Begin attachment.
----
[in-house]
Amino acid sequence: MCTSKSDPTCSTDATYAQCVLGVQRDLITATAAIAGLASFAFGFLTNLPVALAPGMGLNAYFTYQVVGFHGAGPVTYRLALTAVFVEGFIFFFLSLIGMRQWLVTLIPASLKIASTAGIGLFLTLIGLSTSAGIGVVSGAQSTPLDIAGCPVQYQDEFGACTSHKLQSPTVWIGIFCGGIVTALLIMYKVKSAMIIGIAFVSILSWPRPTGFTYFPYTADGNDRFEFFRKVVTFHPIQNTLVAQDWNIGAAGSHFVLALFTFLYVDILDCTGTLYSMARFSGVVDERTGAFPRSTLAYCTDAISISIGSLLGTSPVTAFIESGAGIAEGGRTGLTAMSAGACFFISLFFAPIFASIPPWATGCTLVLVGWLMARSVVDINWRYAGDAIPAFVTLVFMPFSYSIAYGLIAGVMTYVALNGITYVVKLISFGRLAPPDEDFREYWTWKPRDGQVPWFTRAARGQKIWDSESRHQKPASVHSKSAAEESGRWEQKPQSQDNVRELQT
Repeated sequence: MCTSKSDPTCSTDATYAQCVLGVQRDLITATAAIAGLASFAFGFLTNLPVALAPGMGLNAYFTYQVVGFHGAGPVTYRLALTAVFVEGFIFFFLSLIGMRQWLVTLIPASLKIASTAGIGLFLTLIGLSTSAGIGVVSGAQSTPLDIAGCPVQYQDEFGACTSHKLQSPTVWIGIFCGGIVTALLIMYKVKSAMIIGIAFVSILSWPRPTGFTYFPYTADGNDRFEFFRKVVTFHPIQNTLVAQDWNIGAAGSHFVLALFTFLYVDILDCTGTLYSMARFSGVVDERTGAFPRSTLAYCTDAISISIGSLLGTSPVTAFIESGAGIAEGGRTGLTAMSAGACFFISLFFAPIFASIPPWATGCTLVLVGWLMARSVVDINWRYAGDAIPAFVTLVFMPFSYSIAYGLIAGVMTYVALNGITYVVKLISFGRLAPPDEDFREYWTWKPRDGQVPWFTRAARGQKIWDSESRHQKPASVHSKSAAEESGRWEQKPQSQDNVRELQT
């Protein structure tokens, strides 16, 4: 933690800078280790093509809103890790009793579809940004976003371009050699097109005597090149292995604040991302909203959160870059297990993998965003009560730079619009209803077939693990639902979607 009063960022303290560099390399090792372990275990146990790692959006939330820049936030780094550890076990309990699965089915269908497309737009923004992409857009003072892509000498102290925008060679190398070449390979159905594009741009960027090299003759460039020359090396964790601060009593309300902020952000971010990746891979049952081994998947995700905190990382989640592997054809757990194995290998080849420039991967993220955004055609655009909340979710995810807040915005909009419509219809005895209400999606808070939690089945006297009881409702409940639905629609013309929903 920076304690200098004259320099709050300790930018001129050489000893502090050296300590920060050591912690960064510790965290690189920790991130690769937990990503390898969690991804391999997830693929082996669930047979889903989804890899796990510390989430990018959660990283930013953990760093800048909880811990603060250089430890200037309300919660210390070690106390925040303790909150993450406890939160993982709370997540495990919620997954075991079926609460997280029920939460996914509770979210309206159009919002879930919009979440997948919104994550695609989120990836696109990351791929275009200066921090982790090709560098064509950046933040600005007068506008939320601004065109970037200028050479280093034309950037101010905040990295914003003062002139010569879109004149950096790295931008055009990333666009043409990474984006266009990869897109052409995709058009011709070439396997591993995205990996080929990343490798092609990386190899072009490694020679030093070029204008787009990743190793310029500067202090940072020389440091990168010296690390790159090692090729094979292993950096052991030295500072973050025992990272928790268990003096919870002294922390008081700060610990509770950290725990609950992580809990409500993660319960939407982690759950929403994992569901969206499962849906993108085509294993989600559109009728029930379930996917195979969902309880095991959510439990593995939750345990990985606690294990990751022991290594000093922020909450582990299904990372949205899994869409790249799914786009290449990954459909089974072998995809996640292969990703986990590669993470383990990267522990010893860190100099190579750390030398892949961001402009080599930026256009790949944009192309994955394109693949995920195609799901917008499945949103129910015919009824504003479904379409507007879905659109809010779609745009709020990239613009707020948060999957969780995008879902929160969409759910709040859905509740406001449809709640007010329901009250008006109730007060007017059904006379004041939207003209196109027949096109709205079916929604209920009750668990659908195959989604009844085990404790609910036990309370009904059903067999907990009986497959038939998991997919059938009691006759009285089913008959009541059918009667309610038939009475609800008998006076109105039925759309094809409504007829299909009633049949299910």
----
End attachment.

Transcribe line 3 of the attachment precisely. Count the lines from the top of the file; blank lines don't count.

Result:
Repeated sequence: MCTSKSDPTCSTDATYAQCVLGVQRDLITATAAIAGLASFAFGFLTNLPVALAPGMGLNAYFTYQVVGFHGAGPVTYRLALTAVFVEGFIFFFLSLIGMRQWLVTLIPASLKIASTAGIGLFLTLIGLSTSAGIGVVSGAQSTPLDIAGCPVQYQDEFGACTSHKLQSPTVWIGIFCGGIVTALLIMYKVKSAMIIGIAFVSILSWPRPTGFTYFPYTADGNDRFEFFRKVVTFHPIQNTLVAQDWNIGAAGSHFVLALFTFLYVDILDCTGTLYSMARFSGVVDERTGAFPRSTLAYCTDAISISIGSLLGTSPVTAFIESGAGIAEGGRTGLTAMSAGACFFISLFFAPIFASIPPWATGCTLVLVGWLMARSVVDINWRYAGDAIPAFVTLVFMPFSYSIAYGLIAGVMTYVALNGITYVVKLISFGRLAPPDEDFREYWTWKPRDGQVPWFTRAARGQKIWDSESRHQKPASVHSKSAAEESGRWEQKPQSQDNVRELQT